Barbados Wants You to Come Work Remotely By the Beach for Up to a Year
Sun, sand, and WiFi.
This story originally appeared on TravelandLeisure.com by Alison Fox.
There’s nothing quite like sticking your toes in soft, pink sand as you look out at the crystal clear water of the Caribbean. And now, Barbados is considering letting visitors do it for a whole year, making it the ultimate work from home destination.
Barbados Prime Minister Mia Amor Mottley said the country is considering the idea of a 12-month “Barbados Welcome Stamp” that would allow tourists to spend extended time in paradise, working remotely. (Related: Why "Workcations" Are the New Work from Home)
“COVID-19 has presented tremendous challenges to those countries that are tourism and travel dependent and we have reached a position where we recognize that part of the challenge relates to short term travel,” said Mottley, according to the Barbados Government Information Service. “So, if we can have a mechanism that allows people who want to…take advantage of being in a different part of the world, of the sun, sea and sand, and … a stable society; one that functions well, then Barbados is a perfect place for you to come.”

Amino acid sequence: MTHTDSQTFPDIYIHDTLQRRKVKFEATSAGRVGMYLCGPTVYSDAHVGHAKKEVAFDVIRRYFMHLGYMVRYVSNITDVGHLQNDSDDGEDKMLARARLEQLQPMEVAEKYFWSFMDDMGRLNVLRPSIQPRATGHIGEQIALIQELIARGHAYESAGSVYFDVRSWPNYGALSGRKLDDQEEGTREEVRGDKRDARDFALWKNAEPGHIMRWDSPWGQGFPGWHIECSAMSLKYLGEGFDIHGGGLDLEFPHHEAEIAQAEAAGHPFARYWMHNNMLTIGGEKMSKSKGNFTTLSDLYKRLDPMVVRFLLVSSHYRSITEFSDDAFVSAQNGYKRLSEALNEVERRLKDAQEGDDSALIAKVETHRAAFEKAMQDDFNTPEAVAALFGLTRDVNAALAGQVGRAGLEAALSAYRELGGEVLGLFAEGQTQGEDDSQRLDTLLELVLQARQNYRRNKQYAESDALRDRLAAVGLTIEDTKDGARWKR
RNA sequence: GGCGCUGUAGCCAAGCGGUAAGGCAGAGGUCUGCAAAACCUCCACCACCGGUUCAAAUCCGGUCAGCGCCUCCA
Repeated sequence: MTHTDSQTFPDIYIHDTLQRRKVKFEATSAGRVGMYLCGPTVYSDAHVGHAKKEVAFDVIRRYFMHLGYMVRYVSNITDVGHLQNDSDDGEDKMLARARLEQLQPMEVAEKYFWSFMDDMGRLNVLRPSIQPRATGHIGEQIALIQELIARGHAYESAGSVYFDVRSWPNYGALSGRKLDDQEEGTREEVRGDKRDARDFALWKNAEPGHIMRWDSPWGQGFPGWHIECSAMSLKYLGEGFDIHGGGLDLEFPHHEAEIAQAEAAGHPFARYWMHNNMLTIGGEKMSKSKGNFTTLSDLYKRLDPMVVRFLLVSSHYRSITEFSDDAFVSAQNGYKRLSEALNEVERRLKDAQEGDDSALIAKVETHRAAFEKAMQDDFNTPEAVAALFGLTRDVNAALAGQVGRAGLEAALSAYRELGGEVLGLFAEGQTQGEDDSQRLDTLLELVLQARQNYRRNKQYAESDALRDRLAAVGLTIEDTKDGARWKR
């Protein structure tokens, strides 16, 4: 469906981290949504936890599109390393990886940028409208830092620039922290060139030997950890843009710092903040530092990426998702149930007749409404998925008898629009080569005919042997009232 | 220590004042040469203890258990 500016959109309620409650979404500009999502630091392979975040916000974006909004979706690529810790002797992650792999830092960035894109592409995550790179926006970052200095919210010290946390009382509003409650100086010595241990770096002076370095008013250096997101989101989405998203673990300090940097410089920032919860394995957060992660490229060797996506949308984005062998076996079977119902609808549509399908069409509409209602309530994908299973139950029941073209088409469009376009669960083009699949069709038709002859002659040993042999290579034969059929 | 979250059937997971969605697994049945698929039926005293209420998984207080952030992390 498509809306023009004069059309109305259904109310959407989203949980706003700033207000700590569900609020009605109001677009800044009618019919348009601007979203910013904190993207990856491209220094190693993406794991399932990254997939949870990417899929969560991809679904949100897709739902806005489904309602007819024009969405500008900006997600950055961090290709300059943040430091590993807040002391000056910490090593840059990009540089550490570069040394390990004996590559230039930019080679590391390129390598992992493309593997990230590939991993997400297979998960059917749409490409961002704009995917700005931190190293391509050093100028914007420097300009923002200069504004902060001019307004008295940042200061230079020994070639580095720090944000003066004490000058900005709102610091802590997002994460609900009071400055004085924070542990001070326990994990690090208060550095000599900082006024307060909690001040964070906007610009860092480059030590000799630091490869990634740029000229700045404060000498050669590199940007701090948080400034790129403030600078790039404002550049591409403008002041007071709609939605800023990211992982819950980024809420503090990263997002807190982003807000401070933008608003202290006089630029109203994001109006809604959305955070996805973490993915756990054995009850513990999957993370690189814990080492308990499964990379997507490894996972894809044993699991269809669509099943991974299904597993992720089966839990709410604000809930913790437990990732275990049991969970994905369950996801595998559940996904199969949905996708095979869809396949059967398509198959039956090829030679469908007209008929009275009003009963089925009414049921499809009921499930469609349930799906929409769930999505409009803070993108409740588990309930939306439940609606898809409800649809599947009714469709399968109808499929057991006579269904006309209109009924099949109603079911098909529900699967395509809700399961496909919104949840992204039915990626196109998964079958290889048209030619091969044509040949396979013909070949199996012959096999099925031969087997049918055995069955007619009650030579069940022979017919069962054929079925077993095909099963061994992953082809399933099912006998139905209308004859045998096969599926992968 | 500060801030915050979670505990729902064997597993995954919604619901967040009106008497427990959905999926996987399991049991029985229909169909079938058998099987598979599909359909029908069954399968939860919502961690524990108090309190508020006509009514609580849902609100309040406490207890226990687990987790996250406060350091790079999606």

Those who choose to take advantage of working from the dreamy locale would be able to stay in hotels, rental houses, villas, and condominiums, said Mottley, and workspaces would be available. (Make sure you set up a desk for success with these ergonomic home office design tips.)
The year-long program will start August 1, Barbados Tourism Marketing Inc. shared with Travel + Leisure.
"Travelers might initially come because of our beautiful beaches but then they quickly realize it’s the warmth of our people and wide variety of experiences that make travelers want to come back year-after-year,” Eusi Skeete, the director USA at Barbados Tourism Marketing Inc., told T+L, adding: "So many people already view the island as a second home."
Barbados plans to reopen for tourism on July 12, becoming one of several countries that will welcome U.S. tourists this summer. Visitors to the island are encouraged to take a COVID-19 test 72 hours prior to departure, bring the results with them, and starting July 15, upload the results to an online Embarkation/Disembarkation form.
Several commercial flights to the island are planned with JetBlue expected to begin flights at the end of July and American Airlines to resume flights in the beginning of August.
In total, Barbados has recorded 98 confirmed cases of COVID-19, including seven deaths, according to the Government Information Service. Of those, 90 have recovered and one is currently in isolation.
The island reopened retailers, parks, and restaurants on June 1, and expanded that to all businesses on June 15. Restrictions on beaches have also been eliminated.